Friday, June 24, 2011
I actually didn't believe the first person that told me the black Delaware plates were inherited. (It turns out that now you can get authorized reproductions.)
But, I absolutely had noticed that Virginians, in addition to having a plethora of plates to choose from (much like Florida), are big, big fans of vanity plates. One co-worker, when I discovered she lived in Virginia, I said, "Oh, so you must have a vanity plate." (She did. Seriously, play this game next time you meet a Virginian. Then ask them which plate they got.) So, I am unsurprised to hear that Virginia leads the nation in vanity plates.
Wednesday, June 22, 2011
Monday, June 20, 2011
Now, my mother is a fairly creative person, so we were pretty lucky that a lot of her embarrassing was limited to things like waving at us. My brother and I figured out pretty quickly if you waved back right away, she stopped, my sister was slower to this realization which led to very exaggerated waving on my mother's part followed by loud, "Hi, Sweetie Pie!".
So, it is just as well, that my mother never quite had this idea. Fortunately for the kid involved, he has found the humor in it now (although he apparently still find his dad in the Little Mermaid costume embarrassing.)
Thursday, June 16, 2011
Wednesday, June 15, 2011
Let's imagine there's a girl named Lindsay. Lindsay wants to get a new pair of shoes. She goes to Big Giant Shoe Store and finds lots of shoes in her size. After much debate she narrows it down to a green pair and a blue pair. She tries them both on in front of the mirror and finally picks the green pair because they match her eyes, and they are from a shoe designer she really likes.
Lindsay loves the green shoes. She wears the green shoes places. She gets great compliments on her green shoes. One day, at a shoe lover event Lindsay meets Wanda Shoemaker, the designer of her green shoes. Lindsay is thrilled. As Wanda is signing a picture of Lindsay's green shoes, she asks Lindsay where she bought the shoes. Lindsay tells her.
Wanda's eyes narrow. She tells Lindsay that Big Giant Shoe Store is not where true fans buy her shoes. True fans order them directly from Wanda's website, the Exclusive Shoemaker. Or, they buy them at Fancy Department Store. And that if they must buy a pair at Big Giant Shoe Store, they should buy a second pair later from somewhere else to demonstrate their commitment.
You know what Lindsay thinks? Lindsay thinks she should have gotten the blue pair.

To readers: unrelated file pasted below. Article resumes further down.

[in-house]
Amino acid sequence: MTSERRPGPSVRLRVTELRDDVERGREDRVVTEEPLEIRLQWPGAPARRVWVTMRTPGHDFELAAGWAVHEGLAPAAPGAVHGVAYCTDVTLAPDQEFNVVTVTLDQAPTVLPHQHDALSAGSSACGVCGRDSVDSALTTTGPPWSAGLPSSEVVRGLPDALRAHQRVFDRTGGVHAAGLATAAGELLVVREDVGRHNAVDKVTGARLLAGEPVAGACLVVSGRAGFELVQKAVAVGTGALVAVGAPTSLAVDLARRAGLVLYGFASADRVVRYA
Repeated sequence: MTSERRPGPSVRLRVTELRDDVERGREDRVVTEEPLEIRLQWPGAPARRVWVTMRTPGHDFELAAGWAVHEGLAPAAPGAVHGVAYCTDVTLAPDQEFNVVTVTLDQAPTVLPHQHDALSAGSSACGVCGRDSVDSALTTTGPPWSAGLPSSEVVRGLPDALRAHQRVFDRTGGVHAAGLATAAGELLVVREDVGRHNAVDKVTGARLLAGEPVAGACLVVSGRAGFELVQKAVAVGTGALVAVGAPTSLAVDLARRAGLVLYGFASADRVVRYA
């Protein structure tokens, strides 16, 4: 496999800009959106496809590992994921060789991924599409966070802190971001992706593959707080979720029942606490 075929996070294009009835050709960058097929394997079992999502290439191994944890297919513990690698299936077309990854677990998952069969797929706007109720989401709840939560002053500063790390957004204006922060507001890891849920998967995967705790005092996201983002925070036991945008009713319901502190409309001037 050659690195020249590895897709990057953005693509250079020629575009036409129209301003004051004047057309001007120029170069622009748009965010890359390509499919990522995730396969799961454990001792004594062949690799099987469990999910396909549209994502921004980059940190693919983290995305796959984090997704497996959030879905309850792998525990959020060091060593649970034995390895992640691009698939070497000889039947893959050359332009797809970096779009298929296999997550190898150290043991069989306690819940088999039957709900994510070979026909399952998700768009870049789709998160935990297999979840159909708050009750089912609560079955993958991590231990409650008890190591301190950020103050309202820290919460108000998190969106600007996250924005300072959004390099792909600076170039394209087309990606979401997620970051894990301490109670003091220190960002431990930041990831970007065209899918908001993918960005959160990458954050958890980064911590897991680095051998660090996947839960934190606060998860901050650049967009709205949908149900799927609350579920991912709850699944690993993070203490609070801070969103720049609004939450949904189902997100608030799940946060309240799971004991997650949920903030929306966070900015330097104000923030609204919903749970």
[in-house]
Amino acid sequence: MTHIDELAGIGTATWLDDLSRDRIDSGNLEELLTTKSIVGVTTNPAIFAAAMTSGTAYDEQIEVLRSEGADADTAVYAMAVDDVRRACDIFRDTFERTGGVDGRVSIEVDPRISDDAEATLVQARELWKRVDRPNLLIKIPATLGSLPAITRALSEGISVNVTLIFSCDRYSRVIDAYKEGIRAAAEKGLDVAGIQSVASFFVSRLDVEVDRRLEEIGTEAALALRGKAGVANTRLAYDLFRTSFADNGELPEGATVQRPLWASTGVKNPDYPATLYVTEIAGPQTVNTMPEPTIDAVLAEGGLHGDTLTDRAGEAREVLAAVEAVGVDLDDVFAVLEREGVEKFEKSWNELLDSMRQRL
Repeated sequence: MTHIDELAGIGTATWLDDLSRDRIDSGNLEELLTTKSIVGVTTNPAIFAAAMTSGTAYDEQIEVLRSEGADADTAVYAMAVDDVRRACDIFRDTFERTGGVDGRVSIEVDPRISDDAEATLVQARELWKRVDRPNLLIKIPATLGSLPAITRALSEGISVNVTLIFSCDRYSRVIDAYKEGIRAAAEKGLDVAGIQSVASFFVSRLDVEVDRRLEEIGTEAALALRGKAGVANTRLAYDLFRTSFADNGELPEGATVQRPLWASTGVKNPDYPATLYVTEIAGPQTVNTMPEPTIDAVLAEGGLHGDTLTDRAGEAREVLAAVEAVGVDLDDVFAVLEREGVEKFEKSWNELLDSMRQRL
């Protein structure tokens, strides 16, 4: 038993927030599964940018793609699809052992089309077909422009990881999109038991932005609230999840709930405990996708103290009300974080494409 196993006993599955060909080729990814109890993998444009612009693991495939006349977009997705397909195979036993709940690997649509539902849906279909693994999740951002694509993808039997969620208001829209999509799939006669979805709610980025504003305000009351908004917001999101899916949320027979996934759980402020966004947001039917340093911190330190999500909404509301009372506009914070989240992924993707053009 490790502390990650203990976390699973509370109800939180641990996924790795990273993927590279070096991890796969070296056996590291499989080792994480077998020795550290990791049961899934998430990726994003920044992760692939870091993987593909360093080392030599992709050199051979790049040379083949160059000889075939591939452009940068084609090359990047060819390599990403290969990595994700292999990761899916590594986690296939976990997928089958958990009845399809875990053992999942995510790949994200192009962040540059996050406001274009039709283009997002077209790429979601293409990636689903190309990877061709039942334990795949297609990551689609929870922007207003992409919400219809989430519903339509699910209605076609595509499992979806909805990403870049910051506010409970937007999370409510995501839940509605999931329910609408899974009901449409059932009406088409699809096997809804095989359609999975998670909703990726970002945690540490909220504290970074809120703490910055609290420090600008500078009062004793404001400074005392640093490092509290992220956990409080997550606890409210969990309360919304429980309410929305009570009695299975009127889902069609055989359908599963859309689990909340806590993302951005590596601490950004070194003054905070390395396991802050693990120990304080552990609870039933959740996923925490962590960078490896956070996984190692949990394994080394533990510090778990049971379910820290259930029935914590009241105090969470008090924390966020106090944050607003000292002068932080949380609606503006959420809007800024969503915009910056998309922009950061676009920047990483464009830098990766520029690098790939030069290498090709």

This tale inspired by the latest round of folks telling reader how to buy things.
Tuesday, June 14, 2011
1. Yes, independent booksellers can sell ebooks. There are a couple of different programs, but the idea is that you still get the cool, groovy experience of going to your local bookstore, talking with a helpful salesperson, and still coming away with a book in the format you wish, be it e or p.
2. Yes, as far as I am aware, Amazon does not themselves participate in any of these programs.
3. However, Kindle (app or machine or both) owners can get ebooks from places that are not Amazon. Yes, Amazon has a wide selection and makes purchasing through them really easy (if, un-facilitated by a helpful salesperson), but Kindle owners have choices like everyone else. (They might have less places than some, but still choices.)
4. Yes, Kindles use a proprietary format. But, um, so do Nooks. PDF's are a proprietary format. Yes, formats like epub (currently, because it is all a changing) work on most non-kindle devices, but again - most. Not all.
5. I recognize that as a giant internet based site, Amazon presents a challenge to brick and mortar stores. I get it that running a brick and mortar store is a big, scary thing these days. But, if snarking at the competition is your best option, well, then I think you're not helping anyone.
6. I like brick and mortar bookstores. I want them to survive. Selling ebooks of any kind is a great thing.
7. But you can do that without thumbing your nose at some of your customers, who, one assumes, have made the trek to your store, only to discover, you apparently like to mock their kind. Don't worry, they probably won't come back.
Monday, June 13, 2011
Thanks to the many tweeple who passed on the link to Sherman Alexie's moving piece about how YA books are written in blood, speaking of meeting a teen with his own dilemna, "I could offer that young man nothing but my empathy and the promise of more books about teenagers rescuing themselves from the adults who seek to control and diminish him."
And also, Judy Blume's excerpted from her introduction to Places I Never Meant to Be, speaking of facing an editor who wanted to tame down a segment of a book, so that it wouldn't get challenged.
Tuesday, June 07, 2011